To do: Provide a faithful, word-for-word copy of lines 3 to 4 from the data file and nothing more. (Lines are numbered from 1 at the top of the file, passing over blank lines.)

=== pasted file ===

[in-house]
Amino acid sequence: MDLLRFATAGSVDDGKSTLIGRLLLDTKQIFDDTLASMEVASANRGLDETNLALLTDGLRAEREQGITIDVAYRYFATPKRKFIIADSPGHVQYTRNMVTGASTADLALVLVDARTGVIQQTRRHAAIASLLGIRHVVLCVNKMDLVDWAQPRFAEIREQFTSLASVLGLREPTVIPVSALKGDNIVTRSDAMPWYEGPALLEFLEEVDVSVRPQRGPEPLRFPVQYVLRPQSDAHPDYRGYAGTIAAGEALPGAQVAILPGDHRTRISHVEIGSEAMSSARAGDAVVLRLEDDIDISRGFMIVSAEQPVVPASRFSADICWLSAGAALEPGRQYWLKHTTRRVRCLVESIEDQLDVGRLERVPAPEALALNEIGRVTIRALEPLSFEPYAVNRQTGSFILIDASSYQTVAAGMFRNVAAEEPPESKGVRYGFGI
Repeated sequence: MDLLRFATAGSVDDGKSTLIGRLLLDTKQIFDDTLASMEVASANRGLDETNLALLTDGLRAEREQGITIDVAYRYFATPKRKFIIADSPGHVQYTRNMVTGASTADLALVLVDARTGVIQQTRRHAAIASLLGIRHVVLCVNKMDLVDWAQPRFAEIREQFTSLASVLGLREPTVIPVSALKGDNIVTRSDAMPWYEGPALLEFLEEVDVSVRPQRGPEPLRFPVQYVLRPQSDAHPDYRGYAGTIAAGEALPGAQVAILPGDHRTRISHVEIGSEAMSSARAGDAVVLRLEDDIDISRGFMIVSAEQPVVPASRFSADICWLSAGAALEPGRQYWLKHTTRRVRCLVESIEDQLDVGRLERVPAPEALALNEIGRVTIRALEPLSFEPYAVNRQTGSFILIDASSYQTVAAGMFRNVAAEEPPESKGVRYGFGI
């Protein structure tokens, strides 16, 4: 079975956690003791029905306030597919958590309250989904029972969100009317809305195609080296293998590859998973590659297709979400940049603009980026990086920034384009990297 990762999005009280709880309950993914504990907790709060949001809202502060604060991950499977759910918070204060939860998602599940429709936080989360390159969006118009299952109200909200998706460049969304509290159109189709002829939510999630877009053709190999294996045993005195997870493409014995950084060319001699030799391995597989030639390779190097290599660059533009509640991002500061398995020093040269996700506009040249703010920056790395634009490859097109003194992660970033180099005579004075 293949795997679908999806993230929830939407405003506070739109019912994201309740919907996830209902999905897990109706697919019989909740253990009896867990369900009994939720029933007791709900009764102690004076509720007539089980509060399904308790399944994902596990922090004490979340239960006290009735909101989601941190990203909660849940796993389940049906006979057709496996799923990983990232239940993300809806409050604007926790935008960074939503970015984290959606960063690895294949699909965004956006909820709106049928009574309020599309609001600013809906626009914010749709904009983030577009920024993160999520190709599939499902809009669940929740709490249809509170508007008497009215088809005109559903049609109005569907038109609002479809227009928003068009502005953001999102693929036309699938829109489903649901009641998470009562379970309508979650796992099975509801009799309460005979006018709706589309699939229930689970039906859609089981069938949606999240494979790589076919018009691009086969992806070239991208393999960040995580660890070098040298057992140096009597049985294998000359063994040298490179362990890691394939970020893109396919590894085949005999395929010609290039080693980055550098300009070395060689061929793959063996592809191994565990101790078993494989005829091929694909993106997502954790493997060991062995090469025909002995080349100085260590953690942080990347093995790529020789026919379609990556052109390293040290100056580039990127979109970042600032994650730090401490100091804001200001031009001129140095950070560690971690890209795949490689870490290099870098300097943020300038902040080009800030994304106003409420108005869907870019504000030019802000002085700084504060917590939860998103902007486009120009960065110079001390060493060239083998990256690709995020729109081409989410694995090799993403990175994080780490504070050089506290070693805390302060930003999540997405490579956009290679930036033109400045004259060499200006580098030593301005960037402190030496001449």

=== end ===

Repeated sequence: MDLLRFATAGSVDDGKSTLIGRLLLDTKQIFDDTLASMEVASANRGLDETNLALLTDGLRAEREQGITIDVAYRYFATPKRKFIIADSPGHVQYTRNMVTGASTADLALVLVDARTGVIQQTRRHAAIASLLGIRHVVLCVNKMDLVDWAQPRFAEIREQFTSLASVLGLREPTVIPVSALKGDNIVTRSDAMPWYEGPALLEFLEEVDVSVRPQRGPEPLRFPVQYVLRPQSDAHPDYRGYAGTIAAGEALPGAQVAILPGDHRTRISHVEIGSEAMSSARAGDAVVLRLEDDIDISRGFMIVSAEQPVVPASRFSADICWLSAGAALEPGRQYWLKHTTRRVRCLVESIEDQLDVGRLERVPAPEALALNEIGRVTIRALEPLSFEPYAVNRQTGSFILIDASSYQTVAAGMFRNVAAEEPPESKGVRYGFGI
């Protein structure tokens, strides 16, 4: 079975956690003791029905306030597919958590309250989904029972969100009317809305195609080296293998590859998973590659297709979400940049603009980026990086920034384009990297 990762999005009280709880309950993914504990907790709060949001809202502060604060991950499977759910918070204060939860998602599940429709936080989360390159969006118009299952109200909200998706460049969304509290159109189709002829939510999630877009053709190999294996045993005195997870493409014995950084060319001699030799391995597989030639390779190097290599660059533009509640991002500061398995020093040269996700506009040249703010920056790395634009490859097109003194992660970033180099005579004075 293949795997679908999806993230929830939407405003506070739109019912994201309740919907996830209902999905897990109706697919019989909740253990009896867990369900009994939720029933007791709900009764102690004076509720007539089980509060399904308790399944994902596990922090004490979340239960006290009735909101989601941190990203909660849940796993389940049906006979057709496996799923990983990232239940993300809806409050604007926790935008960074939503970015984290959606960063690895294949699909965004956006909820709106049928009574309020599309609001600013809906626009914010749709904009983030577009920024993160999520190709599939499902809009669940929740709490249809509170508007008497009215088809005109559903049609109005569907038109609002479809227009928003068009502005953001999102693929036309699938829109489903649901009641998470009562379970309508979650796992099975509801009799309460005979006018709706589309699939229930689970039906859609089981069938949606999240494979790589076919018009691009086969992806070239991208393999960040995580660890070098040298057992140096009597049985294998000359063994040298490179362990890691394939970020893109396919590894085949005999395929010609290039080693980055550098300009070395060689061929793959063996592809191994565990101790078993494989005829091929694909993106997502954790493997060991062995090469025909002995080349100085260590953690942080990347093995790529020789026919379609990556052109390293040290100056580039990127979109970042600032994650730090401490100091804001200001031009001129140095950070560690971690890209795949490689870490290099870098300097943020300038902040080009800030994304106003409420108005869907870019504000030019802000002085700084504060917590939860998103902007486009120009960065110079001390060493060239083998990256690709995020729109081409989410694995090799993403990175994080780490504070050089506290070693805390302060930003999540997405490579956009290679930036033109400045004259060499200006580098030593301005960037402190030496001449």